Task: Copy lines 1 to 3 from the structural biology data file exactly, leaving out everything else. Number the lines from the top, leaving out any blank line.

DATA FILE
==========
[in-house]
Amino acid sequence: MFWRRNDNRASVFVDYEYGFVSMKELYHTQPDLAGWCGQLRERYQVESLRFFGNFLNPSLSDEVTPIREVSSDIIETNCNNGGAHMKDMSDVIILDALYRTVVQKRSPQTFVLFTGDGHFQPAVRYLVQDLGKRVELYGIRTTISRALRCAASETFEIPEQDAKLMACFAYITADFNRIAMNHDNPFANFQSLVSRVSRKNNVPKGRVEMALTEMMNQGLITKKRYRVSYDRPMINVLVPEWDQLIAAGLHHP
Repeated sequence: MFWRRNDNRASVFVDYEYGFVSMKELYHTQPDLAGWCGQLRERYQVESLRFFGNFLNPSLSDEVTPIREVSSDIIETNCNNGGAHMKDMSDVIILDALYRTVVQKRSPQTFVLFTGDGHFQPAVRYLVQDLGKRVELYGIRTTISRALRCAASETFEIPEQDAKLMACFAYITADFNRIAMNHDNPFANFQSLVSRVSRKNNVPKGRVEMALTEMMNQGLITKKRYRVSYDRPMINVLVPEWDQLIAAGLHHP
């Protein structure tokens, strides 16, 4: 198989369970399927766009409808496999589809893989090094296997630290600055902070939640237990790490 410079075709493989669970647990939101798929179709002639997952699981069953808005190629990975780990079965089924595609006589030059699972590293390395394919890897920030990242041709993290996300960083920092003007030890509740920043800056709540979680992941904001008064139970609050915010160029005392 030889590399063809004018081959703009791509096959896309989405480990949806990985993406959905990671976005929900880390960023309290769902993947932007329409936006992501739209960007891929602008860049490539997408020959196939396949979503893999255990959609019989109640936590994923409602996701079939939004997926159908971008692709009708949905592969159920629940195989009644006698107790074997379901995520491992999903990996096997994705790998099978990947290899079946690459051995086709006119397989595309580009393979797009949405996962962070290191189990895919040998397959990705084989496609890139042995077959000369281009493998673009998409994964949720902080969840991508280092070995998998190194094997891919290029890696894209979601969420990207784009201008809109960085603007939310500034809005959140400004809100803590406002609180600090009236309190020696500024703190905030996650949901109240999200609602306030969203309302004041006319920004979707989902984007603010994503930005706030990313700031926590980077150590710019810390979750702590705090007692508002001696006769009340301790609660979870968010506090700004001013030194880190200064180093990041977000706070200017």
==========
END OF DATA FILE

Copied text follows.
[in-house]
Amino acid sequence: MFWRRNDNRASVFVDYEYGFVSMKELYHTQPDLAGWCGQLRERYQVESLRFFGNFLNPSLSDEVTPIREVSSDIIETNCNNGGAHMKDMSDVIILDALYRTVVQKRSPQTFVLFTGDGHFQPAVRYLVQDLGKRVELYGIRTTISRALRCAASETFEIPEQDAKLMACFAYITADFNRIAMNHDNPFANFQSLVSRVSRKNNVPKGRVEMALTEMMNQGLITKKRYRVSYDRPMINVLVPEWDQLIAAGLHHP
Repeated sequence: MFWRRNDNRASVFVDYEYGFVSMKELYHTQPDLAGWCGQLRERYQVESLRFFGNFLNPSLSDEVTPIREVSSDIIETNCNNGGAHMKDMSDVIILDALYRTVVQKRSPQTFVLFTGDGHFQPAVRYLVQDLGKRVELYGIRTTISRALRCAASETFEIPEQDAKLMACFAYITADFNRIAMNHDNPFANFQSLVSRVSRKNNVPKGRVEMALTEMMNQGLITKKRYRVSYDRPMINVLVPEWDQLIAAGLHHP